[6]  The Rambam (Guide For the Perplexed 3:17-19) explains his view of how Divine Providence is dependent on the degree of man’s spiritual closeness to God. The most direct ramification of this approach is that if a person does not cleave to God, he is left to the whims of nature and chance. R. Yitzchak Shilat (Hakdamot Ha-Rambam La-Mishna, pp. 213-216) explains that this perception in no way negates or contradicts the faith that God is all-knowing and that He takes everything into account in performing righteous judgment. Had the person been close to God, he would have merited Divine intervention to save him; the fact that he is left to his fate is a punishment. In terms of this approach, “Elokim” is the idea of people being left to natural forces and phenomena, such that sometimes even an accidental murder may be perpetrated by them.

[7] Rashi, commenting on our verse, citing the gemara (Makkot 10b), proposes a situation where two people killed others, one by mistake and the other in a premeditated fashion, both without witnesses. These two people must be punished, but they are outside the scope of the beit din’s power, since there is no-one to testify. God sets up a situation in which the same act is committed once again, to facilitate their judgment, thereby repairing the injustice. Rashbam, following in his grandfather’s footsteps, offers a similar explanation.

[8] Chazal draw a distinction between the shomer chinam (unpaid guardian) in the first unit (vv. 6-8) and the shomer sakhar (paid guardian) in the second (vv. 9-13). Rashbam, in contrast, focuses on the distinction regarding the type of item that is given over for guardianship. See further R. Yehuda Rock, Torat Etzion, Shemot, Parashat Mishpatim, and elsewhere.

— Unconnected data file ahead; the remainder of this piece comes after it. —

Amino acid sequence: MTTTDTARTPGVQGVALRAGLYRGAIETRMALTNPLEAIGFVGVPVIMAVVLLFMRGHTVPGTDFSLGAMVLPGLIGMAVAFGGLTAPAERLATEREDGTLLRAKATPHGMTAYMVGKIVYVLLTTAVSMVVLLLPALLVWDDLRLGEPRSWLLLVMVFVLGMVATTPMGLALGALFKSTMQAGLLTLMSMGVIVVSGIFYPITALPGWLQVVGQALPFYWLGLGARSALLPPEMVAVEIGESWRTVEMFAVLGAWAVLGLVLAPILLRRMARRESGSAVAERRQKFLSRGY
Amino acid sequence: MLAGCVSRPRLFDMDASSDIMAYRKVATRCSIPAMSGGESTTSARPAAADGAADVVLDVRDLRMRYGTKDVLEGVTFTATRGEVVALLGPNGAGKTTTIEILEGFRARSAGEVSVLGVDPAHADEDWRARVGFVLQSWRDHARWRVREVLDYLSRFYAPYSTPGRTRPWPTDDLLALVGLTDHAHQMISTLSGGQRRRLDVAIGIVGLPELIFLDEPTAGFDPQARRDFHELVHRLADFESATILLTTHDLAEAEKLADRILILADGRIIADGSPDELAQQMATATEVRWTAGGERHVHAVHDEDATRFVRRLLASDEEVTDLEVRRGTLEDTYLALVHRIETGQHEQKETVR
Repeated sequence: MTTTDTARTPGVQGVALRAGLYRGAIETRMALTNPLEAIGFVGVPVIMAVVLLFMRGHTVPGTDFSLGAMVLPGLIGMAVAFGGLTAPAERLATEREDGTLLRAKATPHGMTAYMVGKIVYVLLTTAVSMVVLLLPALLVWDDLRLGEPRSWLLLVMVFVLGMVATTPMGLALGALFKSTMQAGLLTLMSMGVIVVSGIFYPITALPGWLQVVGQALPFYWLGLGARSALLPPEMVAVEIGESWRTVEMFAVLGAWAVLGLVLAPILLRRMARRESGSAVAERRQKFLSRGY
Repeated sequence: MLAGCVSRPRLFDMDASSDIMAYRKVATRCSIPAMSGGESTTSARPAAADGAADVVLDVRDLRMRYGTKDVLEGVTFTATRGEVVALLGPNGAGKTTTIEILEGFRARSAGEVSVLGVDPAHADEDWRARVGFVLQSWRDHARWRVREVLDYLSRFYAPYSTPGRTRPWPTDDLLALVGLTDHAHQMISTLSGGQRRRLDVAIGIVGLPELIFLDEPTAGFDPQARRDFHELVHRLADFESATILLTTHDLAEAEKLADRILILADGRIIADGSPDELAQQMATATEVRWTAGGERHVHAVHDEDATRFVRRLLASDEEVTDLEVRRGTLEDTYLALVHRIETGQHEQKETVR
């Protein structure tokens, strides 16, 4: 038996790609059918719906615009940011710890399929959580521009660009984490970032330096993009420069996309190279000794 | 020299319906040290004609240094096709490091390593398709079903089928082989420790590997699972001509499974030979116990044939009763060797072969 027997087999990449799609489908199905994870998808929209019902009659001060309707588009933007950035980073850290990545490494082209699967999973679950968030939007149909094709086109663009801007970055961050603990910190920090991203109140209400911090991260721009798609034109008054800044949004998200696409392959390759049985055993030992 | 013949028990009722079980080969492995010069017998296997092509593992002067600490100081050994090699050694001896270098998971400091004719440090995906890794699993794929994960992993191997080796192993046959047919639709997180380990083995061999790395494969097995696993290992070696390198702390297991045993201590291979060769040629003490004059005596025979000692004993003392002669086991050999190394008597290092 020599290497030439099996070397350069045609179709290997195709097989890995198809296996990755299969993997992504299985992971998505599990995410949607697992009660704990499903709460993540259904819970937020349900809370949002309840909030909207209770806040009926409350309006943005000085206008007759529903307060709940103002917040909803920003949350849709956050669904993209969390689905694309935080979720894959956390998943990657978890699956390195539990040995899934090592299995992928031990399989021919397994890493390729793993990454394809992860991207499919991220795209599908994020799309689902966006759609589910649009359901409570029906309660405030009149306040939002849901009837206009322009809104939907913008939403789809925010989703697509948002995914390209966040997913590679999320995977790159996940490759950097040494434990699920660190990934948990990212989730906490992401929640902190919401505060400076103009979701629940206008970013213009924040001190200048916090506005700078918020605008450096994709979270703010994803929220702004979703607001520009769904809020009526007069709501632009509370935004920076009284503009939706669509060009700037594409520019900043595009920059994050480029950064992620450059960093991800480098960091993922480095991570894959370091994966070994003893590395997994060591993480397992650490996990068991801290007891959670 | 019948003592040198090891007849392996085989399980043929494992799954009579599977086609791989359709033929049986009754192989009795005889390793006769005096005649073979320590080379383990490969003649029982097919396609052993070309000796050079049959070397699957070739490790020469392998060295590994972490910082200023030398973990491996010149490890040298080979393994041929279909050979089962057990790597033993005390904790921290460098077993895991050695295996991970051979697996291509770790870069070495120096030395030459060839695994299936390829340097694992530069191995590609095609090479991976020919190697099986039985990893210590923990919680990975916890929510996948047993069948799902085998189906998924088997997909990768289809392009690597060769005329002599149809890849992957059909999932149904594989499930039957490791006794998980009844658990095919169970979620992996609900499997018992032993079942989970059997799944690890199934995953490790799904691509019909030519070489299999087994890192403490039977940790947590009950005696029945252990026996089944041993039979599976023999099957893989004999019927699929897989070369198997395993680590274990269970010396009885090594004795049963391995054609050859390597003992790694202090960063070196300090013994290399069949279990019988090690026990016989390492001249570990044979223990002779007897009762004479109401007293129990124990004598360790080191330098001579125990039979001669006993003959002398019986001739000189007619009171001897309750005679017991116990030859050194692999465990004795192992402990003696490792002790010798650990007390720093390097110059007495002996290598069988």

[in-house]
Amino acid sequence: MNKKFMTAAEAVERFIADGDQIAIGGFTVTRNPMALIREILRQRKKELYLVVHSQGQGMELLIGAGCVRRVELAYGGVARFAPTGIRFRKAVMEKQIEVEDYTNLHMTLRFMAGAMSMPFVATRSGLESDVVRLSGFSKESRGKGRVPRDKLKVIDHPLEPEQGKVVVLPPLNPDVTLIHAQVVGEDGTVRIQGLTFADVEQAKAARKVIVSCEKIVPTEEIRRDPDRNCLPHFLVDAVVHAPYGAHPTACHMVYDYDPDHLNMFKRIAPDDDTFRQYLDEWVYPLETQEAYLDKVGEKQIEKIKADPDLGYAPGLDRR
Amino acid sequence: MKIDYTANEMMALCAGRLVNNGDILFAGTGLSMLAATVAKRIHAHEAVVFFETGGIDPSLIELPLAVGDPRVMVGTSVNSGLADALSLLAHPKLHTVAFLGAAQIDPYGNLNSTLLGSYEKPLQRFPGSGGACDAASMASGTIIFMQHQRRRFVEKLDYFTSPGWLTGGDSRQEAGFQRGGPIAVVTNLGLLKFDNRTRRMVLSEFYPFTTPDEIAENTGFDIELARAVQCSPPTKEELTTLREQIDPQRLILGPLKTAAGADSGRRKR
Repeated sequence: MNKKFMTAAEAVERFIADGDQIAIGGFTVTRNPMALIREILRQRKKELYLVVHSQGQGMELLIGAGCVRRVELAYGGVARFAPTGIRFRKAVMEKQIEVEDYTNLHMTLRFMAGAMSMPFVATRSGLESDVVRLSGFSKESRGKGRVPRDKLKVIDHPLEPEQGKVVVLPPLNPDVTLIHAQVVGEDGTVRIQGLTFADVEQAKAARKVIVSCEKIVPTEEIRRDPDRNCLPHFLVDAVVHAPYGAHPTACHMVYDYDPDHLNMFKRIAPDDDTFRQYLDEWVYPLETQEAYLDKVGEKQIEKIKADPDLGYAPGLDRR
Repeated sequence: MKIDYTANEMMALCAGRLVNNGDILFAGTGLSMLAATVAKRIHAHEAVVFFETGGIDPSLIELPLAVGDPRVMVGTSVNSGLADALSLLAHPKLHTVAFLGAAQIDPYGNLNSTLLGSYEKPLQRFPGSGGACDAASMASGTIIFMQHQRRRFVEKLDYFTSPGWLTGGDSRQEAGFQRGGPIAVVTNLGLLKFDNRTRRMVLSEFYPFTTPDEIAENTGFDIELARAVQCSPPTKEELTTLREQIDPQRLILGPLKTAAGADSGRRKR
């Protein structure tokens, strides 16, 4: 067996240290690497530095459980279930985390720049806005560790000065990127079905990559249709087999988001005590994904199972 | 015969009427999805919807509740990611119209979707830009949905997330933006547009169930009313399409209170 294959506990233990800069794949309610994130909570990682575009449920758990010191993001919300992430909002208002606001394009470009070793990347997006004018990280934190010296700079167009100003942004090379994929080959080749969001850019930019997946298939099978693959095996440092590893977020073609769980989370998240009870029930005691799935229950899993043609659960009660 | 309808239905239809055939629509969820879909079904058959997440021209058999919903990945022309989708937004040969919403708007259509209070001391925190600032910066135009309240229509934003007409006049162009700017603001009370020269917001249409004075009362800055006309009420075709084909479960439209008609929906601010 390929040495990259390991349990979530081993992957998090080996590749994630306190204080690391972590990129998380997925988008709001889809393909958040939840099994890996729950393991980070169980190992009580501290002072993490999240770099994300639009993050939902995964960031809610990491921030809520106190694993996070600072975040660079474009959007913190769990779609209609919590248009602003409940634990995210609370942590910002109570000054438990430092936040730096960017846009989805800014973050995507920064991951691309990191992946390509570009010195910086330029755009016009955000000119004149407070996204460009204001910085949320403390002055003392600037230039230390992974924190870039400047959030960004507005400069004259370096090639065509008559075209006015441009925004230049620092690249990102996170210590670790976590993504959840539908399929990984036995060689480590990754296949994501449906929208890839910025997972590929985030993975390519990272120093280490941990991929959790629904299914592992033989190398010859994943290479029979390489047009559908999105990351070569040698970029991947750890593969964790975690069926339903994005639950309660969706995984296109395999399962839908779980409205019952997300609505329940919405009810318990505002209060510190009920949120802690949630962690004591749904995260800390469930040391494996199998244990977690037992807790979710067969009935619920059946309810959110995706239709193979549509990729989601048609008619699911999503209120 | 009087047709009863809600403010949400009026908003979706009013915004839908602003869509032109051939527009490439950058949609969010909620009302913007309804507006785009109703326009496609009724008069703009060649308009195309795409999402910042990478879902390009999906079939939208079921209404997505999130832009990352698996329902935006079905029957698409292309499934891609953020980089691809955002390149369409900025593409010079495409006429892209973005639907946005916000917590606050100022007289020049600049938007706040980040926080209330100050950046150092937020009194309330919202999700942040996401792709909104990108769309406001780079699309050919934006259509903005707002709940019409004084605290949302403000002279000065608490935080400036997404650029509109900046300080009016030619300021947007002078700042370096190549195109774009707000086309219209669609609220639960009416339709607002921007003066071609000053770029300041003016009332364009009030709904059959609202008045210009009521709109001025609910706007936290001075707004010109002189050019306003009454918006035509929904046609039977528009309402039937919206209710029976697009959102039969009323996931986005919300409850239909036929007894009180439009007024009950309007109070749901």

[9]  This shift may be an intentional strategy to differentiate between the different concepts represented by the two Names of God, as in verse 19 – “He who sacrifices to any god (elohim) will be utterly destroyed, except to the Lord (Y-H-V-H) alone.” There, too, the aim is to highlight the difference between these two concepts, and therefore we seek a similar message in our unit. It must be noted that the text does not always endeavour to highlight this distinction. Thus, for example, we find: “You shall not revile the judges (elohim), nor curse the ruler of your people” (Shemot 22:27). While the plain meaning of the text here points to the judge, the prohibition against reviling may also be understood as pertaining to God. Thus, the text could have used the expression “an oath of Elokim,” which could have been understood as “an oath of God,” in the same way that the text uses the phrase “Elokim allowed it to happen to him,” which we understand as referring to God.

[10]  Ramban follows the same approach in explaining the phrase, “as he had schemed to do” (Devarim 19:19): “[The text says, ‘as he had schemed to do’] and not ‘as he did.’ From here Chazal learn, ‘If they killed [i.e., if on the basis of perjurers’ testimony the person was put to death] – they [the false witnesses] are not to be killed.’ So says Rashi, based on Chazal (Makkot 5b)… Furthermore, God would not allow the righteous judges who stand before Him to spill innocent blood, for ‘judgement belongs to God’; ‘He judges among the judges’. All of this speaks to the virtue of the judges of Israel, and the promise that God will agree with them and be with them in judgment...” (Ramban, Devarim 19:19).